Ten Acres Enough


paperback, 254 pages


CHAPTER I. City Experiences Moderate Expectations 9
CHAPTER II. Practical Views Safety of Investments in
Land 15
CHAPTER HI. Resolved to go Escape from Business
Choosing a Location 22
CHAPTER IV. Buying a Farm Anxiety to sell Forced to
quit 29
CHAPTER V. Making a Purchase First Impressions 37
CHAPTER VI. Planting a Peach-orchard How to preserve
Peach-trees . . . .” 42
CHAPTER VII. Planting Raspberries and Strawberries
Tricks of the Nursery 53
CHAPTER VIII. Blackberries A Remarkable Coincidence. 60
CHAPTER IX. The Garden Female Management Comforts
and Profits 69
CHAPTER X. Cheated in a Cow A Good and a Bad One
The Saint of the Barnyard 76
CHAPTER XL A Cloud of Weeds Great Sales of Plants. . 86
CHAPTER XII. Pigs and Poultry Luck and 111 Luck 98
CHAPTER XIII. City and Country Life contrasted 110

CHAPTER XIV. Two Acres in Truck Revolution in Agriculture
CHAPTER XV. Birds, and the Services they Render 181
CHAPTER XVI. Close of my First Year Its Loss and Gain 141
CHAPTER XVII. My Second Year Trenching the Garden
Strawberry Profits 148
CHAPTER XVIII. Raspberries The Lawtons 1G7
CHAPTER XIX. Liquid Manures An Illustration 177
CHAPTER XX. My Third Year Liquid Manure Three
Years’ Results 188
CHAPTER XXI. A Barnyard Manufactory Land Enough
Faith in Manure 200
CHAPTER XXII. Profits of Fruit-growing The Trade in
Berries it 212
CHAPTER XXIII. Gentleman-farming Establishing a Home 230
CHAPTER XXIV. Unsuccessful Men Rebellion not Ruinous
to Northern Agriculture . 238
CHAPTER XXV. Where to Locate East or West . . . . 248


From the Preface:

THE man who feeds his cattle on a thousand hills may possibly see the title of this little volume paraded through the newspapers ; but the chances are that he will never think it worth while to look into the volume itself. The owner of a hundred acres will scarcely step out of his way to purchase or to borrow it, while the lord of every smaller farm will be sure it is not intended for him. Few persons belonging to these several classes have been educated to believe Ten Acres Enough. Born to greater ambition, they have aimed higher and grasped at more, sometimes wisely, sometimes not. Many of these are now owning or cultivating more land than their heads or purses enable them to manage properly. Had their ambition been moderate, and their ideas more practical, their labor would be better rewarded, and this book, without doubt, would have found more readers.
The mistaken ambition for owning twice as much land as one can thoroughly manure or profitably cultivate, is the great agricultural sin of this country. Those who commit it, by beginning wrong, too frequently continue wrong. Owning many acres is the sole idea. High cultivation of a small tract, is one of which they have little knowledge. Too many in these several classes think they know enough. They measure a man’s knowledge by the number of his acres. Hence, in their eyes the owner of a plot so humble as mine must know so little as to be unable to teach them any thing new.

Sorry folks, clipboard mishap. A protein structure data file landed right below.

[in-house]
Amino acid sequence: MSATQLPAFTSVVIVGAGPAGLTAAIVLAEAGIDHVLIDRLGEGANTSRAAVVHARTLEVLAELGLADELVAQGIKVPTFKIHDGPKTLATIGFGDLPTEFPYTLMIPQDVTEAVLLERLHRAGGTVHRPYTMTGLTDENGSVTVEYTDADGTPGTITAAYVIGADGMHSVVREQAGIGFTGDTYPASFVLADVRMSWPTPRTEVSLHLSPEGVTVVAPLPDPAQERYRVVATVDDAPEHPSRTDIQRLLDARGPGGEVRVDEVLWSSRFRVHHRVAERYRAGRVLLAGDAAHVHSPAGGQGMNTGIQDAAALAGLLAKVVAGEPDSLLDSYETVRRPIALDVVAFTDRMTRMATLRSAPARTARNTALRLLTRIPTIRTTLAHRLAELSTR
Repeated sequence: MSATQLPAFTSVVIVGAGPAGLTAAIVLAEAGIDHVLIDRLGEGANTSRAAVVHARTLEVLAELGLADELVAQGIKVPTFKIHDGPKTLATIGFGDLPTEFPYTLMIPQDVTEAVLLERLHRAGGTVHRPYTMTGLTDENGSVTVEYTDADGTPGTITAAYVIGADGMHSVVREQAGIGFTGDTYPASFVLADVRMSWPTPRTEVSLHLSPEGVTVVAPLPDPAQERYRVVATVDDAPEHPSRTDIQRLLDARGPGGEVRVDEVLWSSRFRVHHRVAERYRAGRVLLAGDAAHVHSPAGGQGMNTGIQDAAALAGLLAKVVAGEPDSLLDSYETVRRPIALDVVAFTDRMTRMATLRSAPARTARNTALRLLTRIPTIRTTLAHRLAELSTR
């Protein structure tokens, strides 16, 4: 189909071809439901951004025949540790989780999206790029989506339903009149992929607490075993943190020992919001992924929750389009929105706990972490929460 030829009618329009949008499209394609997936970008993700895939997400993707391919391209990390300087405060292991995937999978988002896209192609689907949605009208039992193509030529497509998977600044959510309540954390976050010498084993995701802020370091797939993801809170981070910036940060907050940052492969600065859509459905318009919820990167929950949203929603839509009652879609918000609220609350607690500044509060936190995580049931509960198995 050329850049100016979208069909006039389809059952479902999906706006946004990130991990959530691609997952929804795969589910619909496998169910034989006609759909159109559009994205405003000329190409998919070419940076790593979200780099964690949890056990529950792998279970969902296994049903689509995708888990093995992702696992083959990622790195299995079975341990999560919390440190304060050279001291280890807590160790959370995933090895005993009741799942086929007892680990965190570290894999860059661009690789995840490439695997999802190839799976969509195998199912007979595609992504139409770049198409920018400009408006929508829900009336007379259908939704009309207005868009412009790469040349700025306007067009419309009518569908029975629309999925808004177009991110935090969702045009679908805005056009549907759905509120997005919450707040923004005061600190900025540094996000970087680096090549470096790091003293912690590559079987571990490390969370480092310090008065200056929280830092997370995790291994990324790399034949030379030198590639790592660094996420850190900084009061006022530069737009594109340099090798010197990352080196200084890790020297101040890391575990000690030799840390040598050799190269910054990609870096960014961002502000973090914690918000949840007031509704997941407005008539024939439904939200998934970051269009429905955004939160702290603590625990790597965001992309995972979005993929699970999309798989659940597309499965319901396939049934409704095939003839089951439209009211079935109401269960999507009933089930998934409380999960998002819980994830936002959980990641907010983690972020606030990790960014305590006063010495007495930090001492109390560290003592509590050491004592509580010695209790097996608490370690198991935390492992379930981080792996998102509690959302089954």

Happily, it is not for these that I write, and hence it would be unreasonable to expect them to become readers. I write more particularly for those who have not been brought up as farmers for that numerous body of patient toilers in city, town, and village, who, like myself, have struggled on from year to year, anxious to break away from the bondage of the desk, the counter, or the workshop, to realize in the country even a moderate income, so that it be a sure one. Many such are constantly looking round in this direction for something which, with less mental toil and anxiety, will provide a maintenance for a growing family, and afford a refuge for advancing age some safe and quiet harbor, sheltered from the constantly recurring monetary and political convulsions which in this country so suddenly reduce men to poverty. But these inquirers find no experienced pioneers to lead the way, and they turn back upon themselves, too fearful to go forward alone. Books of personal experience like this are rare. This is written for the information of the class referred to, for men not only willing, but anxious to learn. Once in the same predicament myself, I know their longings, their deficiencies, and the steps they ought to take. Hence, in seeking to make myself fully understood, some may think that I have been unnecessarily minute. But in setting forth my own crudities, I do but save others from repeating them. Yet with all this amplification, my little contribution will occasion no crowding even upon a book-shelf which may be already filled.
I am too new a farmer to be the originator of all the ideas which are here set forth. Some, which seemed to be appropriate to the topic in hand, have been incorporated with the argument as it progressed ; while in some instances, even the language of writers, whose names were unknown to me, has also been adopted.


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